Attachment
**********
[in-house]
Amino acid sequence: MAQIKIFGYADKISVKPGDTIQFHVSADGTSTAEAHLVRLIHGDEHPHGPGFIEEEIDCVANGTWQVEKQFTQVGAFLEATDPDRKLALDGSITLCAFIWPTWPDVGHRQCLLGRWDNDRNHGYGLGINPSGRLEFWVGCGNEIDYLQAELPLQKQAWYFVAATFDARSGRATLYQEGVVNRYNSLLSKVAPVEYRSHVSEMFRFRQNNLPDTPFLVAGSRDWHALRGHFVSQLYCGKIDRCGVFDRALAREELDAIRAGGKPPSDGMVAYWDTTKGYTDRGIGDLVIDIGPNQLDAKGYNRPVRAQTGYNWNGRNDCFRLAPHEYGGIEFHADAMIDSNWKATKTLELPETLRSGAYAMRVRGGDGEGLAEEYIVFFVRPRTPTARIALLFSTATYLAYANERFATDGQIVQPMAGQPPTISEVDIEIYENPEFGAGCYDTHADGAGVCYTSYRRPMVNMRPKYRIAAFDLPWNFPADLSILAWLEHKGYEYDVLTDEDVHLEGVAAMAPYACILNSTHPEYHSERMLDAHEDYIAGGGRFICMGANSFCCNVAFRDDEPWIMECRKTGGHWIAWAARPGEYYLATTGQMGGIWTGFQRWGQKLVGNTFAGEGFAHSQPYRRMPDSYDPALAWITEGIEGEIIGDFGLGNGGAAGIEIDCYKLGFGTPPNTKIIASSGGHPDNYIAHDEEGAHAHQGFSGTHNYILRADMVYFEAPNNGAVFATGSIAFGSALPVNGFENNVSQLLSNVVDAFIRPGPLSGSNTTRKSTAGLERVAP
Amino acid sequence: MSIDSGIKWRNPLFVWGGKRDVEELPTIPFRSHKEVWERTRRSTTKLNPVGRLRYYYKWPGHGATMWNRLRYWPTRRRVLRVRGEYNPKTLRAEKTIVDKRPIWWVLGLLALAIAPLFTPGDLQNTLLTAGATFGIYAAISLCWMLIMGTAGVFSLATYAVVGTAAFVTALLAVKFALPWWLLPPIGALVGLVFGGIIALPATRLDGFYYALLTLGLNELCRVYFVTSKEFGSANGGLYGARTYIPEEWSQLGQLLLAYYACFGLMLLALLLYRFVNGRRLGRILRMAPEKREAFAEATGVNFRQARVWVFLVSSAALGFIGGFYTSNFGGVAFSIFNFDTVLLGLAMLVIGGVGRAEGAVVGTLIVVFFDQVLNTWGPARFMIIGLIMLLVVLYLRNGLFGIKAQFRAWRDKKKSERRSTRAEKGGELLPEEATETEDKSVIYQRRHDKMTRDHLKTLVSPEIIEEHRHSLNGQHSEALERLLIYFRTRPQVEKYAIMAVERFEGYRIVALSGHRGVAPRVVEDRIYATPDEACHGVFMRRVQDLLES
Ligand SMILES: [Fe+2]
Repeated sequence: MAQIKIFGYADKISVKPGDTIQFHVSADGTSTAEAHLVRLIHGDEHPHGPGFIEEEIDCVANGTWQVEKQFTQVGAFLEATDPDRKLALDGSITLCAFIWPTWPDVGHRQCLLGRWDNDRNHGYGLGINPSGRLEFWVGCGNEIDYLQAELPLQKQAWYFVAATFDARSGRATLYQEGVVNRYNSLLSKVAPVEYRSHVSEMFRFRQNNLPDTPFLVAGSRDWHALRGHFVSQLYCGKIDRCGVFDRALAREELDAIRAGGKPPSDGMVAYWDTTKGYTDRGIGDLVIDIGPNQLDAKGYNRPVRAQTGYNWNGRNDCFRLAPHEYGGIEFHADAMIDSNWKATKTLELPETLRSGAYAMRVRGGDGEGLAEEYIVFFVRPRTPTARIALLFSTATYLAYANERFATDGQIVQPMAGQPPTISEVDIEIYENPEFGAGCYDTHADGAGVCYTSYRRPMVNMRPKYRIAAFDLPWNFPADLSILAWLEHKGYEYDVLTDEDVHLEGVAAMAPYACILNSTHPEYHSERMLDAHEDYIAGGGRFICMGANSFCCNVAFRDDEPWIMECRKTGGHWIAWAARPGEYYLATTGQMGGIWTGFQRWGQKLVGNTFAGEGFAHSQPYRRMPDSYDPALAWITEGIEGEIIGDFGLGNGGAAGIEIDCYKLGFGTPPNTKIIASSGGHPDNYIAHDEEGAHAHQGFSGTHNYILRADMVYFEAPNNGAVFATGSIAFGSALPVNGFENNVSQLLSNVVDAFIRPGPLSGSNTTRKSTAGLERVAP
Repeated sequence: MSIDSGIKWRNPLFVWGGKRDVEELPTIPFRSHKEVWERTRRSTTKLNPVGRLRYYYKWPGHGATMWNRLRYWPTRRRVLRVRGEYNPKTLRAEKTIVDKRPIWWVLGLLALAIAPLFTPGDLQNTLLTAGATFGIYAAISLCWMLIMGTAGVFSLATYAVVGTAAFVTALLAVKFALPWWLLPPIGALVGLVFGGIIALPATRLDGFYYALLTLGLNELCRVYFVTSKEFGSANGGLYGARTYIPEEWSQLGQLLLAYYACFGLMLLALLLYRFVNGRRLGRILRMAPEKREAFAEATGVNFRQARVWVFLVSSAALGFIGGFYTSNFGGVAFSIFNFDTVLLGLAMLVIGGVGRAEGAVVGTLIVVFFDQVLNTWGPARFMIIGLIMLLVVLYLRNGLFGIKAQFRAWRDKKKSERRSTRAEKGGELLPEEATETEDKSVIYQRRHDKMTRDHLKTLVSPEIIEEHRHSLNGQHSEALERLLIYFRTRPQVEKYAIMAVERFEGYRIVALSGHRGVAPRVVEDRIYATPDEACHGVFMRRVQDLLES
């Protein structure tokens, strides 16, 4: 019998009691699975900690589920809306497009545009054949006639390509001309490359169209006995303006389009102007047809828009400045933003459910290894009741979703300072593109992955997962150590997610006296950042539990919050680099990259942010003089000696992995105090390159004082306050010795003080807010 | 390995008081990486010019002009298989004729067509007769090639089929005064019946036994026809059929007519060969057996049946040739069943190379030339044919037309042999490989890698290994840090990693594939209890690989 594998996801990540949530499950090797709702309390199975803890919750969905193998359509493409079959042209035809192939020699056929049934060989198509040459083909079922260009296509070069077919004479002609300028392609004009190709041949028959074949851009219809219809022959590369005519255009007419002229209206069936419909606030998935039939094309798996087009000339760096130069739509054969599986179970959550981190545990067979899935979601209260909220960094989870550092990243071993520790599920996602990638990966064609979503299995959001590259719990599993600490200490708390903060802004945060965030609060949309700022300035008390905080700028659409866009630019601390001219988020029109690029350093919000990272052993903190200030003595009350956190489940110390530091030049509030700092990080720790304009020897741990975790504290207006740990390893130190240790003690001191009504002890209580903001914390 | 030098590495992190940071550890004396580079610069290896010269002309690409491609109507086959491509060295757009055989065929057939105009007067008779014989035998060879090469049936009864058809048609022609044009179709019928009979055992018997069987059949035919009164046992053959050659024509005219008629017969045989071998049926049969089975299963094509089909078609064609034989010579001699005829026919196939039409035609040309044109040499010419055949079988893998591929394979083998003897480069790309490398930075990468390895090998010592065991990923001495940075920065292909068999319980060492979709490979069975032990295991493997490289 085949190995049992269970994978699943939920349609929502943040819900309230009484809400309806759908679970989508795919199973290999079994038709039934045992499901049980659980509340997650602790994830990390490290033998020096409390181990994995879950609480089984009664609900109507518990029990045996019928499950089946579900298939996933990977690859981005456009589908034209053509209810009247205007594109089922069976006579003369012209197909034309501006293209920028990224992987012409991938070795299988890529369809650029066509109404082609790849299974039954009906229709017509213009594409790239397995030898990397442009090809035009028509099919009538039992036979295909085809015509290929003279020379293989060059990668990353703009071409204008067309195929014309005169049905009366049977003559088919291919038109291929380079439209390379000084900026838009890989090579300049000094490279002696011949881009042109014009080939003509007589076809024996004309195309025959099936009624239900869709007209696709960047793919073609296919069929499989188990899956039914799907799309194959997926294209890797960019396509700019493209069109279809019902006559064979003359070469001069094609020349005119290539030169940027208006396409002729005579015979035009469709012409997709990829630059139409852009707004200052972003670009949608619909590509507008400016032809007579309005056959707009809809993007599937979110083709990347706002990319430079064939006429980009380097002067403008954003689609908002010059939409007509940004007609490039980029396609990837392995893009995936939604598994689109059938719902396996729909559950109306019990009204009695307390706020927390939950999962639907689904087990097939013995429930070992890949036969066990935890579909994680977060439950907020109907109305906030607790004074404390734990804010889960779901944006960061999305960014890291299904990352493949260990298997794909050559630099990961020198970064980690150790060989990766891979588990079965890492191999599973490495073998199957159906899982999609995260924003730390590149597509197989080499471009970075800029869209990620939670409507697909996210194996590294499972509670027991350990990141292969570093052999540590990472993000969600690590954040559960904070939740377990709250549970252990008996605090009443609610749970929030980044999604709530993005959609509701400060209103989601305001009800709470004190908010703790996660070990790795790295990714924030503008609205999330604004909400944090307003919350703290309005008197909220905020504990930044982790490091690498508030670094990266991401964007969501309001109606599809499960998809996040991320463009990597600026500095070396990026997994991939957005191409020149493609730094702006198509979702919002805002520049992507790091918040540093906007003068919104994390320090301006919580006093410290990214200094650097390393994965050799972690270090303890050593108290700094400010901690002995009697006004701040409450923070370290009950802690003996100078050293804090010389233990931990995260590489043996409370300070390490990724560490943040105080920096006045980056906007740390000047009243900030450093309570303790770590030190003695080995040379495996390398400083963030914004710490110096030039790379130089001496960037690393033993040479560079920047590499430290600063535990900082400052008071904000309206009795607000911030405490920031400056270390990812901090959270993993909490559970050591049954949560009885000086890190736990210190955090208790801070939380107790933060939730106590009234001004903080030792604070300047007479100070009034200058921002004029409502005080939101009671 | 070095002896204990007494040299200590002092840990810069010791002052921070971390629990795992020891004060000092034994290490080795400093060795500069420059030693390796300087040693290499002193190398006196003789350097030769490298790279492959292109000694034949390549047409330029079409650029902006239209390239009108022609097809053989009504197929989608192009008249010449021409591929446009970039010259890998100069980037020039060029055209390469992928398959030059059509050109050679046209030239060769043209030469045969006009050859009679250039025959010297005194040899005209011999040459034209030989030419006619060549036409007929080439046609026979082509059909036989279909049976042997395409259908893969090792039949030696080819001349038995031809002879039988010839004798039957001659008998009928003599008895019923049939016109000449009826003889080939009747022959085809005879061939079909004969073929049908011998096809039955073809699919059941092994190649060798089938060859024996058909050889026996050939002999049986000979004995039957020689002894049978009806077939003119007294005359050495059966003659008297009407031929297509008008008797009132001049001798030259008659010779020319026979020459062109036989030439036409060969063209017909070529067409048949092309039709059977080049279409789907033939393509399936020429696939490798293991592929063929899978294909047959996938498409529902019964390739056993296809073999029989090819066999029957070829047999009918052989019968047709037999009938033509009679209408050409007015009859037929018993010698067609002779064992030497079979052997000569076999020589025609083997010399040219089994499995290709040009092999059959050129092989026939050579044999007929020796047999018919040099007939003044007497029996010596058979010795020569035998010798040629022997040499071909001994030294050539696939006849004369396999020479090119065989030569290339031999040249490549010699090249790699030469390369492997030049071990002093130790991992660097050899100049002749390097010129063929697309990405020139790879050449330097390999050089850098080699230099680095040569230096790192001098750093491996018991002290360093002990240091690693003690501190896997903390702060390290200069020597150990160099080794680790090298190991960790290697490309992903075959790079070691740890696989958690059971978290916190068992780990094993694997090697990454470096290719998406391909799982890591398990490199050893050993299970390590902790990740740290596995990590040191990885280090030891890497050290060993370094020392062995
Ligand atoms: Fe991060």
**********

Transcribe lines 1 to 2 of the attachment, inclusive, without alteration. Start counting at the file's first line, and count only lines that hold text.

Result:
[in-house]
Amino acid sequence: MAQIKIFGYADKISVKPGDTIQFHVSADGTSTAEAHLVRLIHGDEHPHGPGFIEEEIDCVANGTWQVEKQFTQVGAFLEATDPDRKLALDGSITLCAFIWPTWPDVGHRQCLLGRWDNDRNHGYGLGINPSGRLEFWVGCGNEIDYLQAELPLQKQAWYFVAATFDARSGRATLYQEGVVNRYNSLLSKVAPVEYRSHVSEMFRFRQNNLPDTPFLVAGSRDWHALRGHFVSQLYCGKIDRCGVFDRALAREELDAIRAGGKPPSDGMVAYWDTTKGYTDRGIGDLVIDIGPNQLDAKGYNRPVRAQTGYNWNGRNDCFRLAPHEYGGIEFHADAMIDSNWKATKTLELPETLRSGAYAMRVRGGDGEGLAEEYIVFFVRPRTPTARIALLFSTATYLAYANERFATDGQIVQPMAGQPPTISEVDIEIYENPEFGAGCYDTHADGAGVCYTSYRRPMVNMRPKYRIAAFDLPWNFPADLSILAWLEHKGYEYDVLTDEDVHLEGVAAMAPYACILNSTHPEYHSERMLDAHEDYIAGGGRFICMGANSFCCNVAFRDDEPWIMECRKTGGHWIAWAARPGEYYLATTGQMGGIWTGFQRWGQKLVGNTFAGEGFAHSQPYRRMPDSYDPALAWITEGIEGEIIGDFGLGNGGAAGIEIDCYKLGFGTPPNTKIIASSGGHPDNYIAHDEEGAHAHQGFSGTHNYILRADMVYFEAPNNGAVFATGSIAFGSALPVNGFENNVSQLLSNVVDAFIRPGPLSGSNTTRKSTAGLERVAP